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J Comp Neurol. 2000 Mar 20;418(4):423-40.

Changes in efferent and afferent connectivity in rats with induced cerebrocortical microgyria.

Author information

1
Dyslexia Research Laboratory and Charles A. Dana Research Institute, Division of Behavioral Neurology, Department of Neurology, Beth Israel Deaconess Medical Center, Boston Massachusetts 02215, USA. grosen@caregroup.harvard.edu

Abstract

Freezing injury to the cortical plate at postnatal day (P) 1 initiates a cascade of events that ultimately result in a focal neocortical malformation resembling human 4-layered microgyria. This malformation has been associated with widespread changes in neocortical and thalamic architecture and physiology. It was hypothesized that at least some of these alterations could result from connectional reorganization following early injury. The current experiment was designed to delineate the efferent and afferent connections between the cerebral hemispheres and between the cortex and thalamus of rats with induced cerebrocortical microgyria. Microgyria were induced in the parietal cortex of rats by freezing injury on postnatal day 1. In adulthood, injections of biotinylated dextran amine were made either in the microgyric cortex, in homologous regions of the opposite hemisphere, or in ipsilateral ventrobasal complex of the thalamus. Appropriately directed connections to homotopic areas were seen in some but not all microgyric rats. In addition, heterotopic projections to frontal and secondary sensorimotor cortices were noted. Projections from homotopic regions in the hemisphere opposite to the malformation terminated most often in the medial portions of the microgyrus or avoided it entirely. There were almost no thalamocortical or corticothalamic projections between the ventrobasal complex and the microgyrus itself, although a dense plexus of thalamocortical fibers was often noted at the border between the malformed and normal cortex. These connectional changes may help explain disturbances in architecture, physiology, and behavior associated with these focal malformations.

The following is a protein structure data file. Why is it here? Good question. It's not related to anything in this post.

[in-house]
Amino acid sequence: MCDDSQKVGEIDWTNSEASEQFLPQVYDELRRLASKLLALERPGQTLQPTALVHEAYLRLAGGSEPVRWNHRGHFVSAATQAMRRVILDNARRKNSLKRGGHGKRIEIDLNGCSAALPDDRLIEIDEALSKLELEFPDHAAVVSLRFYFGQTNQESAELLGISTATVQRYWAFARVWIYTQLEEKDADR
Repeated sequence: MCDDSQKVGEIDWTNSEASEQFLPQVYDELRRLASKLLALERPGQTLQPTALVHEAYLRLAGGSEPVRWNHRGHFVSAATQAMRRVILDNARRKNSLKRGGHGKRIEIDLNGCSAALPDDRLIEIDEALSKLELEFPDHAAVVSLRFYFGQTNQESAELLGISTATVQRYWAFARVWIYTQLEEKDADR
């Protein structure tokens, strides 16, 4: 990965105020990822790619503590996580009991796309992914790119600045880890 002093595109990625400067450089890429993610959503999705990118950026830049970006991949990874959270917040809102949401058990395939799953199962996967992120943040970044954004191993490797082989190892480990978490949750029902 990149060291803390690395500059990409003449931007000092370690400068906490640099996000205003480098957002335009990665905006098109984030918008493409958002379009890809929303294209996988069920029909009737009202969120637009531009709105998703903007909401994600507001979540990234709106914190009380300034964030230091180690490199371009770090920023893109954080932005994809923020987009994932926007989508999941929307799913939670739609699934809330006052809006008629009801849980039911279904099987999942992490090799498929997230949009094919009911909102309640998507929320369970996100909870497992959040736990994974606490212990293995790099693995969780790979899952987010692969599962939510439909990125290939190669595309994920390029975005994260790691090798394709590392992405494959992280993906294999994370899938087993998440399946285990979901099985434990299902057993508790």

PMID:
10713571
[Indexed for MEDLINE]

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